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Unformatted text preview: oubles between King and Parliament—obviously in reference to Charles I rather than to his father, James I—provides a clue to the advance in Hume’s narrative. On 26 May 1753 he reports that he is “now beginning the Long Parliament,” i.e., chapter V (subsequently chapter LIV of this edition). Five months later, on 28 October, he had come to the execution of the King, representing the final chapter of his original volume. By then, as he realized, “the history of [these] two first Stuarts will be most agreeable to the Tories: That of the two last, to the Whigs. But we must endeavour to be above any Regard either to Whigs or Tories.” The “two last,” Charles II and James II, were of course to be considered in his next volume, one as yet hardly under way. Early in 1754, and still affirming his conviction that “I am of no party, and have no bias,” Hume sent off to press his first volume and on 1 September received his final proofs. During the course of printing, some of the sheets circulated among interested persons, with the Whigs and Tories among them alternately approving or disapproving, and “a few Christians” in some anguish reproaching this “Libertine in religion.” The latter accusation, possibly quite unexpected, quickly prompted Hume to reassure his confidant that he was “tolerably reserved on this head.” Whatever the author’s claims, advanced perhaps all too complacently before issue, the charge of irreligion was hotly pursued upon publication of the volume, 20 November PLL v5 (generated January 22, 2010) 6 http://oll.libertyfund.org/title/695 Online Library of Liberty: The History of England, vol. 1 1754. It may well be, as Hume discloses in his Life, that the primates of England and Ireland—surely much divergent in their own beliefs—both encouraged him to persevere; but the Bishop of Gloucester, in a violent outrage, privately denounced this historian as “an atheistical Jacobite, a monster as rare with us as a hippogriff.” Even among the secular reviewers exception was at once taken, first in the opening chapter to the excessive “enthusiasm” Hume discerned in the Protestant Reformation, then in the next chapter to the intolerable “superstition” he discovered in the Roman Catholic Church. Always responsive to critical commentary, but only when it did not run counter to his own principles, or to the dictates of history itself, Hume in later editions prudentially withdrew both of these passages in their entirety, and thus excised some interior text apparently beyond the immediate cause of complaint. So that the present reader may determine whether, at the very beginning of his work, Hume has maintained in suitable language his own impartial attitude these suppressed sections are now reprinted. The first, on the Protestants, appeared originally in Volume I of the first edition, pages 7–9 (1778 text, Volume VI, page 10) after the paragraph ending “reconcile both parties.” The first reformers, who made such furious and successful attacks on the Romish superstition, and shook it to its lowest foundations, may safely be pronounced to have been universally inflamed with the highest enthusiasm. These two species of religion, the superstitious and fan...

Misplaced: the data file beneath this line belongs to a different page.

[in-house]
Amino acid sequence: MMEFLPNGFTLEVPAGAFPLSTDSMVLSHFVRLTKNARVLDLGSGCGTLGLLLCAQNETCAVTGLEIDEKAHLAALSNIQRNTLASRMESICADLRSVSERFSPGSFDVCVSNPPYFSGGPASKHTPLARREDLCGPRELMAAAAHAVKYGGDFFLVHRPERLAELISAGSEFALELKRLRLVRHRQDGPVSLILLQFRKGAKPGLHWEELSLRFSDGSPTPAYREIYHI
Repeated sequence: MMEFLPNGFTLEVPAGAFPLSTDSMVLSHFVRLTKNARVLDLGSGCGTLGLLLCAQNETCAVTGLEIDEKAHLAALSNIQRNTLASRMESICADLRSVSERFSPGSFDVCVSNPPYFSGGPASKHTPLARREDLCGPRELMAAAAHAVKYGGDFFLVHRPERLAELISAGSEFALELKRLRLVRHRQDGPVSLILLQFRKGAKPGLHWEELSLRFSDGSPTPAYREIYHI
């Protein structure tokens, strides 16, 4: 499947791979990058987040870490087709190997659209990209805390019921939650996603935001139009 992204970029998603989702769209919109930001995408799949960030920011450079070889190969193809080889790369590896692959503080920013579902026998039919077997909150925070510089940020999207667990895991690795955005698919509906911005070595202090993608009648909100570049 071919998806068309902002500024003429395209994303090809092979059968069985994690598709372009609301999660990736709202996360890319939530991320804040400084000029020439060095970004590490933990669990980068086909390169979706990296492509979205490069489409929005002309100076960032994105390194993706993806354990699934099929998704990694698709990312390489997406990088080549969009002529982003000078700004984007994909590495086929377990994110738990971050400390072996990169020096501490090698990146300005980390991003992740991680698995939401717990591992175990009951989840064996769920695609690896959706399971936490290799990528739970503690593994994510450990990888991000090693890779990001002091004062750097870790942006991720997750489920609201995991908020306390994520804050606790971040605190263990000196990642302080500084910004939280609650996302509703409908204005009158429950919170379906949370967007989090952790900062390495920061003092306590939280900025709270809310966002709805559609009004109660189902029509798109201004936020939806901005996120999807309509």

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This note was uploaded on 02/12/2011 for the course CHIN 101 taught by Professor Dr.yu during the Spring '08 term at University Of Southern Mississippi .
- Spring '08